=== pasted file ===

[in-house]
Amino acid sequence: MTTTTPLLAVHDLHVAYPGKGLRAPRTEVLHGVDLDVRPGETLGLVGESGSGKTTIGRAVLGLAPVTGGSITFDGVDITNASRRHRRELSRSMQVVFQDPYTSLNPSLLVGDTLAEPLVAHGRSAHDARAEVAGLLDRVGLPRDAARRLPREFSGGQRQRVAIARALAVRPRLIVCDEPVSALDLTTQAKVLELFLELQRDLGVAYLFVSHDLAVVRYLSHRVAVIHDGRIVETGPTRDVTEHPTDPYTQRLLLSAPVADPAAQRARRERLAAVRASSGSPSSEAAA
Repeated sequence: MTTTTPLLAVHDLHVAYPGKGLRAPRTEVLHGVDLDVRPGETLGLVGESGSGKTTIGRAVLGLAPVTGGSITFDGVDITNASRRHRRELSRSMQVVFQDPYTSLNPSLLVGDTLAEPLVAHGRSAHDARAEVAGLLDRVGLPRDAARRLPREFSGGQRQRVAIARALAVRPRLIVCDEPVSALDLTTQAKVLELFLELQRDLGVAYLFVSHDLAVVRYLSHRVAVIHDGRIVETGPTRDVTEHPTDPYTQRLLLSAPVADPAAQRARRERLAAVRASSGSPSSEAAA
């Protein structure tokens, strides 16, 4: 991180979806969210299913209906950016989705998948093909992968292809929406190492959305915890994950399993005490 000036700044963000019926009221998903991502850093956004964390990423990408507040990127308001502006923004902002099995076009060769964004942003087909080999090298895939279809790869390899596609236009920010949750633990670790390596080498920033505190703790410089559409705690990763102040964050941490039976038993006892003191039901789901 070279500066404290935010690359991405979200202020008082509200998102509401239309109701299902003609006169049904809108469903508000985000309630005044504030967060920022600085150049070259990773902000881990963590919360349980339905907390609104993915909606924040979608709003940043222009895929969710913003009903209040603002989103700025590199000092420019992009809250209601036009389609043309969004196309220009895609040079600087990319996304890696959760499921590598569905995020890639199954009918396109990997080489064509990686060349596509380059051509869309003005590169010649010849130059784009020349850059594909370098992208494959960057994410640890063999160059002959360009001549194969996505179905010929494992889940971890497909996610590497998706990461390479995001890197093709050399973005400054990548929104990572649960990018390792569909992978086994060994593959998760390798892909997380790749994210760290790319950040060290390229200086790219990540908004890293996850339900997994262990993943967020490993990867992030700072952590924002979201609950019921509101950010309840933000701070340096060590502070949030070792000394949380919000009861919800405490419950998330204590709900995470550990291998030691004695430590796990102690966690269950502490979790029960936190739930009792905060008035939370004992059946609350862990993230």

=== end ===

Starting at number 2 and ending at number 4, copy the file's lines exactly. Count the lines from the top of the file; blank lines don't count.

Amino acid sequence: MTTTTPLLAVHDLHVAYPGKGLRAPRTEVLHGVDLDVRPGETLGLVGESGSGKTTIGRAVLGLAPVTGGSITFDGVDITNASRRHRRELSRSMQVVFQDPYTSLNPSLLVGDTLAEPLVAHGRSAHDARAEVAGLLDRVGLPRDAARRLPREFSGGQRQRVAIARALAVRPRLIVCDEPVSALDLTTQAKVLELFLELQRDLGVAYLFVSHDLAVVRYLSHRVAVIHDGRIVETGPTRDVTEHPTDPYTQRLLLSAPVADPAAQRARRERLAAVRASSGSPSSEAAA
Repeated sequence: MTTTTPLLAVHDLHVAYPGKGLRAPRTEVLHGVDLDVRPGETLGLVGESGSGKTTIGRAVLGLAPVTGGSITFDGVDITNASRRHRRELSRSMQVVFQDPYTSLNPSLLVGDTLAEPLVAHGRSAHDARAEVAGLLDRVGLPRDAARRLPREFSGGQRQRVAIARALAVRPRLIVCDEPVSALDLTTQAKVLELFLELQRDLGVAYLFVSHDLAVVRYLSHRVAVIHDGRIVETGPTRDVTEHPTDPYTQRLLLSAPVADPAAQRARRERLAAVRASSGSPSSEAAA
């Protein structure tokens, strides 16, 4: 991180979806969210299913209906950016989705998948093909992968292809929406190492959305915890994950399993005490 000036700044963000019926009221998903991502850093956004964390990423990408507040990127308001502006923004902002099995076009060769964004942003087909080999090298895939279809790869390899596609236009920010949750633990670790390596080498920033505190703790410089559409705690990763102040964050941490039976038993006892003191039901789901 070279500066404290935010690359991405979200202020008082509200998102509401239309109701299902003609006169049904809108469903508000985000309630005044504030967060920022600085150049070259990773902000881990963590919360349980339905907390609104993915909606924040979608709003940043222009895929969710913003009903209040603002989103700025590199000092420019992009809250209601036009389609043309969004196309220009895609040079600087990319996304890696959760499921590598569905995020890639199954009918396109990997080489064509990686060349596509380059051509869309003005590169010649010849130059784009020349850059594909370098992208494959960057994410640890063999160059002959360009001549194969996505179905010929494992889940971890497909996610590497998706990461390479995001890197093709050399973005400054990548929104990572649960990018390792569909992978086994060994593959998760390798892909997380790749994210760290790319950040060290390229200086790219990540908004890293996850339900997994262990993943967020490993990867992030700072952590924002979201609950019921509101950010309840933000701070340096060590502070949030070792000394949380919000009861919800405490419950998330204590709900995470550990291998030691004695430590796990102690966690269950502490979790029960936190739930009792905060008035939370004992059946609350862990993230």